fooling


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Related to fooling: fooling around

fool

 (fo͞ol)
n.
1. One who is deficient in judgment, sense, or understanding.
2. One who acts unwisely on a given occasion: I was a fool to have quit my job.
3. One who has been tricked or made to appear ridiculous; a dupe: They made a fool of me by pretending I had won.
4. Informal A person with a talent or enthusiasm for a certain activity: a dancing fool; a fool for skiing.
5. A member of a royal or noble household who provided entertainment, as with jokes or antics; a jester.
6. One who subverts convention or orthodoxy or varies from social conformity in order to reveal spiritual or moral truth: a holy fool.
7. A dessert made of stewed or puréed fruit mixed with cream or custard and served cold.
8. Archaic A mentally deficient person; an idiot.
v. fooled, fool·ing, fools
v.tr.
1. To deceive or trick; dupe: "trying to learn how to fool a trout with a little bit of floating fur and feather" (Charles Kuralt).
2. To confound or prove wrong; surprise, especially pleasantly: We were sure they would fail, but they fooled us.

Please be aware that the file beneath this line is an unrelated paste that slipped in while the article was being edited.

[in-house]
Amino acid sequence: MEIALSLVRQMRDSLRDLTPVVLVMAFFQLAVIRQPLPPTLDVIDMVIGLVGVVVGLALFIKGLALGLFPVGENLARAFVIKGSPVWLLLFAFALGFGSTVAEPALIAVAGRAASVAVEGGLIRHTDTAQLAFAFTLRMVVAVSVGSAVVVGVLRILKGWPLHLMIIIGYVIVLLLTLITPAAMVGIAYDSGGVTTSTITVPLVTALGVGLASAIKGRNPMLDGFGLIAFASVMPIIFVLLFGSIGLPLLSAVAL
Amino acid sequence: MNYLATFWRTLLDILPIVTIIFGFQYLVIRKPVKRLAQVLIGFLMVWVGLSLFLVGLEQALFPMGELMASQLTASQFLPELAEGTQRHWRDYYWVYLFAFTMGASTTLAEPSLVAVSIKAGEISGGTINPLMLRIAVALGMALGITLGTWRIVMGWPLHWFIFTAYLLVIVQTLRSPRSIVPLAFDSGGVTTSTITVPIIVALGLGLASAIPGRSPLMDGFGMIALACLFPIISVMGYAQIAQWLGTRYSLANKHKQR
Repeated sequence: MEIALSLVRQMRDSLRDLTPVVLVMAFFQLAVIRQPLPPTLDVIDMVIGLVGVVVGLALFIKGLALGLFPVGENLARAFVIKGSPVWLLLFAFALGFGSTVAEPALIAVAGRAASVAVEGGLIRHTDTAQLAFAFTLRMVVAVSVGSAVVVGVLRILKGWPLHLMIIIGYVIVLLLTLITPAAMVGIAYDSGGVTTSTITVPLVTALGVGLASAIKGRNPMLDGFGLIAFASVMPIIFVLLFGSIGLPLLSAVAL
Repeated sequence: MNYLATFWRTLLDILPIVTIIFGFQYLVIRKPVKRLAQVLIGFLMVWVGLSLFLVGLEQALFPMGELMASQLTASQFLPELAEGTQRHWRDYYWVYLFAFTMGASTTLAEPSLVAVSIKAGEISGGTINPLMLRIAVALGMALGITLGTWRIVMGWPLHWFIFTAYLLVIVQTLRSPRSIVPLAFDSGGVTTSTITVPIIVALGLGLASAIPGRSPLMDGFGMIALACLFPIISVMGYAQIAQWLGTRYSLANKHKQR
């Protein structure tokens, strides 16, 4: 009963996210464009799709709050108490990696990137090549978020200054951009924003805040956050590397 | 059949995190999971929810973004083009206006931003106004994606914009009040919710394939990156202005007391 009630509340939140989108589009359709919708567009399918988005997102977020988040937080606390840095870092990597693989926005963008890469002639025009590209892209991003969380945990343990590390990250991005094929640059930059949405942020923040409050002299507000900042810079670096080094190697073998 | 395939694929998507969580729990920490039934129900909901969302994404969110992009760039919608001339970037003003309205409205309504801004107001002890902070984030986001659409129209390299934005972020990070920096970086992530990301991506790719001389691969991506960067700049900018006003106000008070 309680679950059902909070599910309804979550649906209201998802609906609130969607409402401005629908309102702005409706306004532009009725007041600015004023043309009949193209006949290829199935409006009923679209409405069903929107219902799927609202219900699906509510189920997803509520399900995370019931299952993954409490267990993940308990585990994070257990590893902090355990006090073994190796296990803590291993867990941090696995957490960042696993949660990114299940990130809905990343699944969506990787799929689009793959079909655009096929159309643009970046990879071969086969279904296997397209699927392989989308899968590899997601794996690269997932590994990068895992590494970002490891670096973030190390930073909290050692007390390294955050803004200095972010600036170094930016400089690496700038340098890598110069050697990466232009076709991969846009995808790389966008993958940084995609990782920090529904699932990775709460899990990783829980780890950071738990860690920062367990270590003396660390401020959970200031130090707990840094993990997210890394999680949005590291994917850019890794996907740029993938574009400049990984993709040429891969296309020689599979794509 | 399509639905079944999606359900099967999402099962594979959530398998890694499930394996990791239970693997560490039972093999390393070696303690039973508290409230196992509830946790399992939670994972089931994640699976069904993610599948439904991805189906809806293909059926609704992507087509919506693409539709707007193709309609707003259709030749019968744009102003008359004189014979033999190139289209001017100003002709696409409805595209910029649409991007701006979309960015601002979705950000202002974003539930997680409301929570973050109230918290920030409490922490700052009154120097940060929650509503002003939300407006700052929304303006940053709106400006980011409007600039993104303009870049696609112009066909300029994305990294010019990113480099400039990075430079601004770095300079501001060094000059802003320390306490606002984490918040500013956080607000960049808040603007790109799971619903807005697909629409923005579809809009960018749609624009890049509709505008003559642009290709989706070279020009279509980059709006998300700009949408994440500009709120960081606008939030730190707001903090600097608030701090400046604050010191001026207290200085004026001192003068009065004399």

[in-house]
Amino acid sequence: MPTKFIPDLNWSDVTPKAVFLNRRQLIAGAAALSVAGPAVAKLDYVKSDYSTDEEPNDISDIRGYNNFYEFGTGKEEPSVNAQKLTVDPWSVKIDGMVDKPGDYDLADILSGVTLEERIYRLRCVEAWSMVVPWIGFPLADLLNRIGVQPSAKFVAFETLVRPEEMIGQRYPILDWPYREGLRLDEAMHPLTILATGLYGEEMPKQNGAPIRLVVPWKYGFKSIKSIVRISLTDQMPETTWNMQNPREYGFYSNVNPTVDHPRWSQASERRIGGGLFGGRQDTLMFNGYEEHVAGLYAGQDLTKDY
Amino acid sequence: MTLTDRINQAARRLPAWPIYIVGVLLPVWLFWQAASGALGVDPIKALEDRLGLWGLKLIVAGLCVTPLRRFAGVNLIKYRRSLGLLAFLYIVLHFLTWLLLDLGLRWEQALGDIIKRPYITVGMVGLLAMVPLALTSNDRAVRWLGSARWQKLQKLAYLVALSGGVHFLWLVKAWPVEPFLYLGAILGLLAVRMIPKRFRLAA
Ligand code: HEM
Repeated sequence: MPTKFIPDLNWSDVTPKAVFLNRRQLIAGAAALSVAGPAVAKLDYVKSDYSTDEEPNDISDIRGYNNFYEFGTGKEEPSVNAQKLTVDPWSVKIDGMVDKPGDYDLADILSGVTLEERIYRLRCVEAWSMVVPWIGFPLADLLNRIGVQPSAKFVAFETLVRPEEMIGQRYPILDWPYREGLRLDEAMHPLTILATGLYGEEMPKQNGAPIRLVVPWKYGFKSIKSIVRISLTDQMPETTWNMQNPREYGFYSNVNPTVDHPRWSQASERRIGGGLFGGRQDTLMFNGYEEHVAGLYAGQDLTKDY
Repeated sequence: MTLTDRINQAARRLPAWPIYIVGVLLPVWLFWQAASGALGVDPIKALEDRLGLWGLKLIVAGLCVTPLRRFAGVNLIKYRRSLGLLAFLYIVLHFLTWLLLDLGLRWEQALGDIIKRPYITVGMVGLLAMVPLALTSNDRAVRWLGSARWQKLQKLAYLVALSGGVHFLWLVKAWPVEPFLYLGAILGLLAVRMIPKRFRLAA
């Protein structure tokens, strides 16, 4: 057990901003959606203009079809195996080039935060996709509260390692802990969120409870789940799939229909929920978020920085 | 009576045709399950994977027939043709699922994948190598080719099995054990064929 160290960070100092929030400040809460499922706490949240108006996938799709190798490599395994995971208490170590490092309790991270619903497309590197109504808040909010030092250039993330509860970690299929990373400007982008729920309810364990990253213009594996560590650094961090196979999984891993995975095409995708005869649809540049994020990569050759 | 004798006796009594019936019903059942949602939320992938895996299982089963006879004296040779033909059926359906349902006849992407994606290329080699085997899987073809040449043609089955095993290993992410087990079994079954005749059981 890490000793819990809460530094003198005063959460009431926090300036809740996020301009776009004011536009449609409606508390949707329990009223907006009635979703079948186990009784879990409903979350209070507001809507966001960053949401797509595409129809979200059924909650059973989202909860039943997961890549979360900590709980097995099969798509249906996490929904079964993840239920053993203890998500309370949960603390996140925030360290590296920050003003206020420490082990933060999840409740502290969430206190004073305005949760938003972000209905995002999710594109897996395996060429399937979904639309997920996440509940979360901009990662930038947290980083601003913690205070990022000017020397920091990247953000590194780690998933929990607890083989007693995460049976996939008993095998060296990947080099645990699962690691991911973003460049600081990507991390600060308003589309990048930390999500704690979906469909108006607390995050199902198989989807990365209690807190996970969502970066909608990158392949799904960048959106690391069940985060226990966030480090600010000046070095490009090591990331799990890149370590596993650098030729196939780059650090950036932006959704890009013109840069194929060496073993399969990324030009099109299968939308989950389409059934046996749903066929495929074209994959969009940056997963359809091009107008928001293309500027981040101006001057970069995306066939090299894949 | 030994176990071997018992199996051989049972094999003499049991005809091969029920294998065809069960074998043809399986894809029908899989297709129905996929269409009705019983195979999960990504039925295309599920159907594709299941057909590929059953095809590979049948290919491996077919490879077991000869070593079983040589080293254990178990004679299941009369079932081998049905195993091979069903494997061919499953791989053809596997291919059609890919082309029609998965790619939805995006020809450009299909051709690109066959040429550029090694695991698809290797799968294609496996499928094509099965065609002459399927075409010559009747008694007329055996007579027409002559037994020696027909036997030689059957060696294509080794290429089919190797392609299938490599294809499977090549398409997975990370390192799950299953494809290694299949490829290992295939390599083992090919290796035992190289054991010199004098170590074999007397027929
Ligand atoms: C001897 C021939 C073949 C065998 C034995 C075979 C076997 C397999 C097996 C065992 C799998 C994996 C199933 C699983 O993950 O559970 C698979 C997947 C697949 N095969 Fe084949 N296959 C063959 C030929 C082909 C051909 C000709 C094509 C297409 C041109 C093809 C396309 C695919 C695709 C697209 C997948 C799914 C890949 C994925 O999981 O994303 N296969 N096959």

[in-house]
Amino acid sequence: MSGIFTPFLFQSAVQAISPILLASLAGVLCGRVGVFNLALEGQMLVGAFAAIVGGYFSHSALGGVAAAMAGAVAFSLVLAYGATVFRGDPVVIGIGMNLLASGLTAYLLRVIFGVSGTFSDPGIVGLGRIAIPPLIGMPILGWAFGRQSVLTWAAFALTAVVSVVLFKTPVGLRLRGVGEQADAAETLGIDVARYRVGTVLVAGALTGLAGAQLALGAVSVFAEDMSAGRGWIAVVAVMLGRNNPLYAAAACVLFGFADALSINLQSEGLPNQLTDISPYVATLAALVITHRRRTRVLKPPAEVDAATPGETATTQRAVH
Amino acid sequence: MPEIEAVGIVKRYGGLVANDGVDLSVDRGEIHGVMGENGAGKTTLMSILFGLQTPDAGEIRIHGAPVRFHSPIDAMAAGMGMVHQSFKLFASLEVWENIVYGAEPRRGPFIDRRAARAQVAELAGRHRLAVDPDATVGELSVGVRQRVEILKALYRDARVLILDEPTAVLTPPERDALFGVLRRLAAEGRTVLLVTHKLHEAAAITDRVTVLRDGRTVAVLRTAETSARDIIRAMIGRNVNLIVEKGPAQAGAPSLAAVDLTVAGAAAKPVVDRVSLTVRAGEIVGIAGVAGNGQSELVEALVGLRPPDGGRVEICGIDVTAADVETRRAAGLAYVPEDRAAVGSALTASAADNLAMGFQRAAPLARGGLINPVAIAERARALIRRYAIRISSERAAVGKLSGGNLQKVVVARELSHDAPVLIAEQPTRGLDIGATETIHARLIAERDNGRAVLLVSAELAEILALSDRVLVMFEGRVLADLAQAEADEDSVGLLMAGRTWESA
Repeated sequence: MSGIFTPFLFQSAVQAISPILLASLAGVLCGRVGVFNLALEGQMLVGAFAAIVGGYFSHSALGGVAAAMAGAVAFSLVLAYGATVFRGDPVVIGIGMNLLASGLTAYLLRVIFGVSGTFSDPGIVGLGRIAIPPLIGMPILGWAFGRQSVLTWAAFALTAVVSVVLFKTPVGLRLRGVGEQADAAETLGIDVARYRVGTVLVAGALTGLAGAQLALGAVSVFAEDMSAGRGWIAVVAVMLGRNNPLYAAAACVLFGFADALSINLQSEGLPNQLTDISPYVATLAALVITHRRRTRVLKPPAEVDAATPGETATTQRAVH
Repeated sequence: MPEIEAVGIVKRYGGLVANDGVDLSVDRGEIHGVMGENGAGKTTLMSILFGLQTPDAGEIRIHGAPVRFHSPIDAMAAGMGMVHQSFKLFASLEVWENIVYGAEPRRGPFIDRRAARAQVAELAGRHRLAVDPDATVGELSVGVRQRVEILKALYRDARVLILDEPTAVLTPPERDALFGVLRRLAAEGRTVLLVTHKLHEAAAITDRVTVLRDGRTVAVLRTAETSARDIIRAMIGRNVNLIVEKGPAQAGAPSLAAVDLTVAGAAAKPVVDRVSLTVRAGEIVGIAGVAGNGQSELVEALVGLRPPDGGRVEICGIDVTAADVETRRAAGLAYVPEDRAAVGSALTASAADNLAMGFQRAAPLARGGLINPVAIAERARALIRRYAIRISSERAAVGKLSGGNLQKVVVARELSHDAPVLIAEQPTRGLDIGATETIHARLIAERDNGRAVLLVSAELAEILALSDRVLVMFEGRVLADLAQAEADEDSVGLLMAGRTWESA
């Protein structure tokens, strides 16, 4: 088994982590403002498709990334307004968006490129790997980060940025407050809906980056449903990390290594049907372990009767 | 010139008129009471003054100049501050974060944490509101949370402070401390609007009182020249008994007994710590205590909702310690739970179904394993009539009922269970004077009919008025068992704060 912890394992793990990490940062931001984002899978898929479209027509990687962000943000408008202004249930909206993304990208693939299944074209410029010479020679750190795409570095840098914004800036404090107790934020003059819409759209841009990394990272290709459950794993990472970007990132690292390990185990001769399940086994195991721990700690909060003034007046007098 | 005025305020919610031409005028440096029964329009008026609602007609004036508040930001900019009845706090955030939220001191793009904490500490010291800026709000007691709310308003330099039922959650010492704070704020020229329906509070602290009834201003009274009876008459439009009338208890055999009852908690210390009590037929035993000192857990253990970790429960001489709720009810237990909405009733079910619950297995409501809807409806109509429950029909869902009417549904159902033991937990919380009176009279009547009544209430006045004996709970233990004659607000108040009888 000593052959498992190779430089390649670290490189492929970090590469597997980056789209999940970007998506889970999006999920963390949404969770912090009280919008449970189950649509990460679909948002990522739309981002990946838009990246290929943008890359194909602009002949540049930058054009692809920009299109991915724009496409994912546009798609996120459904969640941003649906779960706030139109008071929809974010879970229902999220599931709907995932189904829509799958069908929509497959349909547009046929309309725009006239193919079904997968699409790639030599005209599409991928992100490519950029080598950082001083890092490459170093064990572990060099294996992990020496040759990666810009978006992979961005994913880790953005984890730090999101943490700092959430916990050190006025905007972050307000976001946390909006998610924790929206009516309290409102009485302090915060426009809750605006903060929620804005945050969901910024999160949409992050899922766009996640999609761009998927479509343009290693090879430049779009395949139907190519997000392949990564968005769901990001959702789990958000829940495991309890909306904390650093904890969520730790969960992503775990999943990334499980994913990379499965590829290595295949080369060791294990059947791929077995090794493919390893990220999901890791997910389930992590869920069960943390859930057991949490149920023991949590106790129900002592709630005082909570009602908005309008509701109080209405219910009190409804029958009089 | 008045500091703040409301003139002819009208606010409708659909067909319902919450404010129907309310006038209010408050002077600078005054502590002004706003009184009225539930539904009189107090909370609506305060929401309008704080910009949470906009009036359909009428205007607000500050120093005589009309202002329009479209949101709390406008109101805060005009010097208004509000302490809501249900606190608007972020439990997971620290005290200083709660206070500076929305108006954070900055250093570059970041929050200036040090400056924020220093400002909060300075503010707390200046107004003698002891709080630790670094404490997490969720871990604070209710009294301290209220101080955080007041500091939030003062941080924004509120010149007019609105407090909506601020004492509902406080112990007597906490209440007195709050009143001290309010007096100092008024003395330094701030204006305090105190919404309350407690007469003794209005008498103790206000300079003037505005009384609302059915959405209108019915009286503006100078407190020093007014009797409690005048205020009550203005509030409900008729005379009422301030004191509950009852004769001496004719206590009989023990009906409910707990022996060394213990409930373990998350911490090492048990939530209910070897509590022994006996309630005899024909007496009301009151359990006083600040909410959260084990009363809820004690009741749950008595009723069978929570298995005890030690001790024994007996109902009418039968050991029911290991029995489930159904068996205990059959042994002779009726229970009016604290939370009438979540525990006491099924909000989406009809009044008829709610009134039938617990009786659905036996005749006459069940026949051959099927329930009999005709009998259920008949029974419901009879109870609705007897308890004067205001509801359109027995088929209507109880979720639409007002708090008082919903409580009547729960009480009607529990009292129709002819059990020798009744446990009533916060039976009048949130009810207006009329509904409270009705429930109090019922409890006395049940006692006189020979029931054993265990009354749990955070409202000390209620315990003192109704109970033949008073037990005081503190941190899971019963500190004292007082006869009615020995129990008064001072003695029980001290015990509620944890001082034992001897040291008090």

v.intr.
1. Informal
a. To speak or act facetiously or in jest; joke: I was just fooling when I said I had to leave.
b. To behave comically; clown.
c. To feign; pretend: He said he had a toothache but he was only fooling.
2. To engage in idle or frivolous activity.
3. To toy, tinker, or mess: shouldn't fool with matches.
adj. Informal
Foolish; stupid: off on some fool errand or other.
Phrasal Verbs:
fool around Informal
1. To engage in idle or casual activity; putter: was fooling around with the old car in hopes of fixing it.
2. To engage in frivolous activity; make fun.
3. To engage in casual sexual activity.
4.
a. To have a sexual affair with someone who is not one's spouse or partner.
b. To have many sexual affairs.
fool away
To waste (time or money) foolishly; squander: fooled away the week's pay on Friday night.
Idiom:
play/act the fool
1. To act in an irresponsible or foolish manner.
2. To behave in a playful or comical manner.

[Middle English fol, from Old French, from Late Latin follis, windbag, fool, from Latin follis, bellows; see bhel- in Indo-European roots.]
ThesaurusAntonymsRelated WordsSynonymsLegend:
Adj.1.fooling - characterized by a feeling of irresponsibility; "a broken back is nothing to be casual about; it is no fooling matter"
light - psychologically light; especially free from sadness or troubles; "a light heart"
References in classic literature ?
If you are to become a writer you'll have to stop fooling with words," she explained.
This account cleared up the otherwise unaccountable mystery, and showed that the landlord, after all, had had no idea of fooling me --but at the same time what could I think of a harpooneer who stayed out a Saturday night clean into the holy Sabbath, engaged in such a cannibal business as selling the heads of dead idolators?
I would have given a good deal for that ulster, but it was too late now to be fooling around.